During the 1950s, despite no war damage to Blackburn, the town’s council was keen to ‘replace the worst of the past with buildings which will symbolise the great future of the town’. Alderman G B Eddie, Chairman of the Blackburn Civic Development Committee, said that the opening of a new market showed that Blackburn was to ‘shed the grim cloak of the industrial revolution and build a new town centre that will be in keeping with modern ideas and the space age’.
Blackburn Corporation (1964 slogan, “in touch with tomorrow”) opened its new markets in November 1964. The council’s full page local newspaper advertisement heralded a ‘new era for the shopping public of East Lancashire’. The newspaper’s editorial joined in; ‘Space age styling and spacious facilities...Like an aircraft hangar, which it faintly resembles, the daily market has an abundance of air space to floor space, the blending of off white concrete and glass gives the Salford junction a new focal point’.
Blackburn Daily Market was certainly novel. Because it was built over the River Blakewater three massive portal frames were built across the river to carry its sculptural asymmetric curved roof high above the market floor. Clerestory glazing flooded the hall with sunlight.
‘Just a first step – more fantastic changes to come’ wrote Alderman Eddie. The result was stunning - from the outside a huge white curved roof with extensive glazing and a new restaurant overlooking fountains and gardens, whilst large applied fat-faced Egyptian letters boldly proclaimed MARKET. Eddie was right about change in Blackburn. Festival of Britain style had finally arrived, bringing multicoloured ceramic micro-mosaic, architectural relief signage, Formica with bold colours, pedestrian areas and optimism.
So just where had this new design come from? The technology was revolutionary. Large span reinforced concrete shells had been developed in Germany for Frankfurt Market Hall in 1927, and Budapest, 1931. The first reinforced concrete shells in Britain formed a hangar roof at Doncaster municipal aerodrome in 1935, followed by canopies for surface stations on London Underground and then Wythenshawe bus garage, 1942.
Post war, concrete shells were widely adopted in Britain, when steel shortage made them an ideal solution for roofing large clear spans. British market halls used shells cast in-situ in various ways to provide shelter and light. Plymouth’s 1960 Pannier Market hall with a 148’ clear span has a roof design reduced to simple elements, portal frames with conoidal shells cast in-situ - speedy construction was possible with less shuttering and scaffolding. This was innovation, marking it out from earlier designs.
Blackburn Market took a step further with the use of three scalloped portal frames acting as saddles for pre-cast reinforced concrete shells 44’ long, 7’ 7” wide. Made in Bristol, these were driven up to Blackburn on lorries and craned straight into the saddles.
Why bother bringing these extraordinarily long shells up pre-motorway England?
The shells were engineered and carefully manufactured pre-stressed hyperbolic paraboloids (hypar) shells about 2”thick. Known as System Silberkuhl shells, they were made by Modern Concrete (Bristol) Ltd under a patent developed by Wilhelm J Silberkuhl (1912 -1984), and were widely used in British construction and engineering, roofing factories, breweries, power stations, warehouses and Bristol ATV television studios!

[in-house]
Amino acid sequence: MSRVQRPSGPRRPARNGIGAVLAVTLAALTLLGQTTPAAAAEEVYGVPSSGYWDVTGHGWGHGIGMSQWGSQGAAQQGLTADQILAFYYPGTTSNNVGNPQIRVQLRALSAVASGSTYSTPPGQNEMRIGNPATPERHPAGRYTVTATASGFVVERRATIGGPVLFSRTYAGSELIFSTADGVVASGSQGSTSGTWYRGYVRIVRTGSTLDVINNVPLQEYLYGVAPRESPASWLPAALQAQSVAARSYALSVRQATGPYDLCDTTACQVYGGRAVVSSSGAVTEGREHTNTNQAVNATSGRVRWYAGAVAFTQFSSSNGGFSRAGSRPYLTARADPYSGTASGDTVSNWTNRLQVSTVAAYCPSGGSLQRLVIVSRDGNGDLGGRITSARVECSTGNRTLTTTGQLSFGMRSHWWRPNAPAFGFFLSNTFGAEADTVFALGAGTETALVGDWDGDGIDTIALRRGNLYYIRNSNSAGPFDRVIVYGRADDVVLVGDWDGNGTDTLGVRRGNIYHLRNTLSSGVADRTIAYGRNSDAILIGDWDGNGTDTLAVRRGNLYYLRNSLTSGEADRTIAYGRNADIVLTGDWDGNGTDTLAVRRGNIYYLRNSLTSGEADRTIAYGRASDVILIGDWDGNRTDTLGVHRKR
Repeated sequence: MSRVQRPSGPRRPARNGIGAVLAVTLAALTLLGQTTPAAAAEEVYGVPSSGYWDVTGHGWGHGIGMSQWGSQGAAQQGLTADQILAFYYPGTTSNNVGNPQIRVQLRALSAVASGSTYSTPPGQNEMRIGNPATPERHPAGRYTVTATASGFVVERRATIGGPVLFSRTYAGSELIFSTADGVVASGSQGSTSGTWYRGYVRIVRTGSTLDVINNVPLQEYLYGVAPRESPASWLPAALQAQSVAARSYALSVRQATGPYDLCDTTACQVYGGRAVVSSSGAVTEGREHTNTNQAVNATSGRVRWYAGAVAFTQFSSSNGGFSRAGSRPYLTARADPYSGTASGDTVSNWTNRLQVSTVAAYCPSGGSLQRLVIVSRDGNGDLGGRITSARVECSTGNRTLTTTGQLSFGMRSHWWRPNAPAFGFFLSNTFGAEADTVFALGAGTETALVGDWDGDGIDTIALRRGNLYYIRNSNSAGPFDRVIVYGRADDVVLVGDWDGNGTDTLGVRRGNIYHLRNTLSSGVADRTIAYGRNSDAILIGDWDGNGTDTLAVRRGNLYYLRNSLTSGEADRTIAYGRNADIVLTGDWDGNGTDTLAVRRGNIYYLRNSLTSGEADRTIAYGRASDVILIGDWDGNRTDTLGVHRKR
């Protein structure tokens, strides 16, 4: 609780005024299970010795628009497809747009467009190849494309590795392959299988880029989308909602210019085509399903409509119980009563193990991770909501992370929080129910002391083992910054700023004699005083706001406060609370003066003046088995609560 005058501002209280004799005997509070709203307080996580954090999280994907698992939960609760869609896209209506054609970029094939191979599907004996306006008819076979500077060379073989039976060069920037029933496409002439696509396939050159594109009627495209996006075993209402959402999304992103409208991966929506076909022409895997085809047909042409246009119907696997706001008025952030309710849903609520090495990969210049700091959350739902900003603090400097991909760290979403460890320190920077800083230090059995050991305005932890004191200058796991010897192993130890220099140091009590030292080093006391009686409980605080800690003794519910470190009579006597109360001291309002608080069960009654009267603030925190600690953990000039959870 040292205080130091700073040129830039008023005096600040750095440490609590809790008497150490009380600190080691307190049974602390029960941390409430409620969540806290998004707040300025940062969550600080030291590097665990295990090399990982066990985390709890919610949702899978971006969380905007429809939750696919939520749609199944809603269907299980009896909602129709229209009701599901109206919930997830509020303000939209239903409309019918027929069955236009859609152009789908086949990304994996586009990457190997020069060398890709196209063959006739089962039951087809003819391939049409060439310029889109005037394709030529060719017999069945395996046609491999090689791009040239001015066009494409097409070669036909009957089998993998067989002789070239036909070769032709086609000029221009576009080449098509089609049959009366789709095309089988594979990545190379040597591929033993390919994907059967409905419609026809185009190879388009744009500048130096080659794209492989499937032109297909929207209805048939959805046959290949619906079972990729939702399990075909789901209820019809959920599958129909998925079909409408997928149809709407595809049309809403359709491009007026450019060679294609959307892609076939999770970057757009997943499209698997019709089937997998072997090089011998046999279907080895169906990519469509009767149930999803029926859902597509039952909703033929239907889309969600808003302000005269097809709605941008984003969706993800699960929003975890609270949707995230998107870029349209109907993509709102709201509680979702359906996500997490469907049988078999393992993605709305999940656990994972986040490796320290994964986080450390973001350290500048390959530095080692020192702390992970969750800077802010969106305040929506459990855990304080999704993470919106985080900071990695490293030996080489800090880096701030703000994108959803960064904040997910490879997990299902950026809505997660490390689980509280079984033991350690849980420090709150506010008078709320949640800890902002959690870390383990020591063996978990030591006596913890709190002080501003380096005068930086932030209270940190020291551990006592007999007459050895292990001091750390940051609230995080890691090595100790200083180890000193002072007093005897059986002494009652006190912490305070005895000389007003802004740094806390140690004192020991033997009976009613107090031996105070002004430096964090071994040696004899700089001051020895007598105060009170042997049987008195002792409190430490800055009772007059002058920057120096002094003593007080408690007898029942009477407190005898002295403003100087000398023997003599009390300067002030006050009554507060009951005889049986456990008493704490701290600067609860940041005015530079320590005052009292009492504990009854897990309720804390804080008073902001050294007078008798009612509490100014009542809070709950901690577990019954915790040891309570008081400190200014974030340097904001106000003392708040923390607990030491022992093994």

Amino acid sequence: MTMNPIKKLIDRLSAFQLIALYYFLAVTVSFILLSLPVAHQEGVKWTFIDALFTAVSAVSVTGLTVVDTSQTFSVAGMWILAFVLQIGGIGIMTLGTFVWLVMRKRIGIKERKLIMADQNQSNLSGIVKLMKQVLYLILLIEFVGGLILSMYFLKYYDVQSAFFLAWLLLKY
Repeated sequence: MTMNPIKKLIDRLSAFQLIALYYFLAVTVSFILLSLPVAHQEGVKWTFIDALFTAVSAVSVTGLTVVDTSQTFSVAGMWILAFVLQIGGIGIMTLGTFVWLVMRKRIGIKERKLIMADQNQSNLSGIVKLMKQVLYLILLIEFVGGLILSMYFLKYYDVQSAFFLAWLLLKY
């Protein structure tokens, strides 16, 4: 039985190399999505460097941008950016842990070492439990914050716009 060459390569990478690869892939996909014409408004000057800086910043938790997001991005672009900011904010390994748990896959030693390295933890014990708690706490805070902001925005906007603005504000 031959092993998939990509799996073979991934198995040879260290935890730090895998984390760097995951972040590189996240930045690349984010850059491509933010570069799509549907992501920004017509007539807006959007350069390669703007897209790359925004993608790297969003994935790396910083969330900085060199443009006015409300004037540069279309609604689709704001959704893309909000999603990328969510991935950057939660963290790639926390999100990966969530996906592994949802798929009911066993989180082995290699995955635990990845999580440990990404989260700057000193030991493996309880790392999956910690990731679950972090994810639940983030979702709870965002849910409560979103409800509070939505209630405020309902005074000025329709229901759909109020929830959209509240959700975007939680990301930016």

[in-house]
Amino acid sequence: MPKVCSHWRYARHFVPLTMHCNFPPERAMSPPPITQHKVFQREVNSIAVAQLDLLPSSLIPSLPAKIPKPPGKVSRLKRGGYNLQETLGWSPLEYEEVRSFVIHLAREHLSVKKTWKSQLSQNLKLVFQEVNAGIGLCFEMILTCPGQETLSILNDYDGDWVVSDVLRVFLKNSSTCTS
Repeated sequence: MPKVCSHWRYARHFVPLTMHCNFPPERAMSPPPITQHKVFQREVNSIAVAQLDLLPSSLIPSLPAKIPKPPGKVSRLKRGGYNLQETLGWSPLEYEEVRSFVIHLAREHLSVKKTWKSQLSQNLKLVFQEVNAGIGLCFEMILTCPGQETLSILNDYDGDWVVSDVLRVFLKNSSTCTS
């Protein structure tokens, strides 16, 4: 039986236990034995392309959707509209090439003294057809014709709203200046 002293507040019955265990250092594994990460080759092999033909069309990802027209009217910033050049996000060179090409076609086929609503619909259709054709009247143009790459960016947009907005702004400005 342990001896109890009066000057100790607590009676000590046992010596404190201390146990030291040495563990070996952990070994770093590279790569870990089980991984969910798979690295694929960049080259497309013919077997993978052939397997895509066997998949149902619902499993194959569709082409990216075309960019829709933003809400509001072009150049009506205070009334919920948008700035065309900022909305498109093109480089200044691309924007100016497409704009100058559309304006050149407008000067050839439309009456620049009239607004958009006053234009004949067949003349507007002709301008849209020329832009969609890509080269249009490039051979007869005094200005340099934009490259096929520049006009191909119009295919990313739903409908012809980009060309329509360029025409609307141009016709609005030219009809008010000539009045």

A hypar shell curves in two directions (like a Pringle crisp). Straight lines can be drawn across it. When this design is applied to a pre-tensioned reinforced concrete shell the steel reinforcement bars are straight, keeping the concrete it is cast in and bonded to, under compression. Silberkuhl’s shell technology was first used on the continent to roof warehouses and factories. Modern Engineering (Bristol) Ltd (1961 slogan, “Build the Modern Way”) became licensees of the system; a subsidiary, Modern Concrete (Bristol) Ltd specialised in the precast shells.
Blackburn Corporation’s engineers and architects with the main contractor, John Laing (1964 slogan, “Partners in progress”) took a novel and sophisticated but low cost industrial roofing system and used it in Blackburn to give the market a cool Festival cum airport terminal style à la Saarinen; a marvellous, long overlooked and now doomed gem, following the rejection of a recent application for the market to be listed in recognition of its unique architectural interest.
The Daily Market represents the most important use of Silberkuhl shells in Britain. It is certainly unique in respect of its sculptural form and the most successful use of pre-cast hypar shells in the UK, whilst beneath and behind the many desultory alterations its original bright bold 1960’s designs survived to the end.
On 28 May 2011, Blackburn Markets (2011 slogan, “Blackburn Market - you're in for a surprise”) closed its doors forever, its distinctive scalloped roof profile replaced by a new ‘continental style’ market hidden beneath a new shopping centre.
But across the country some Silberkuhl shells can still be found; Unilever’s Wall’s Ice Cream factory roof at Gloucester can be seen from passing trains. Often Silberkuhl roofs can be hard to identify, as usually the distinctive scalloped edge can only be seen when there is no parapet. These include the former Freeman’s depot in Peterborough and Redwood Country Club near Bristol. Two public Bristol swimming pools in Bishopsworth and Filton allow you to consider the marvel of Silberkuhl shells as you float beneath them; “come on in, the ceiling is lovely!”
© Christopher R Marsden
This article first appeared in The Modernist issue 1 'BOLD'.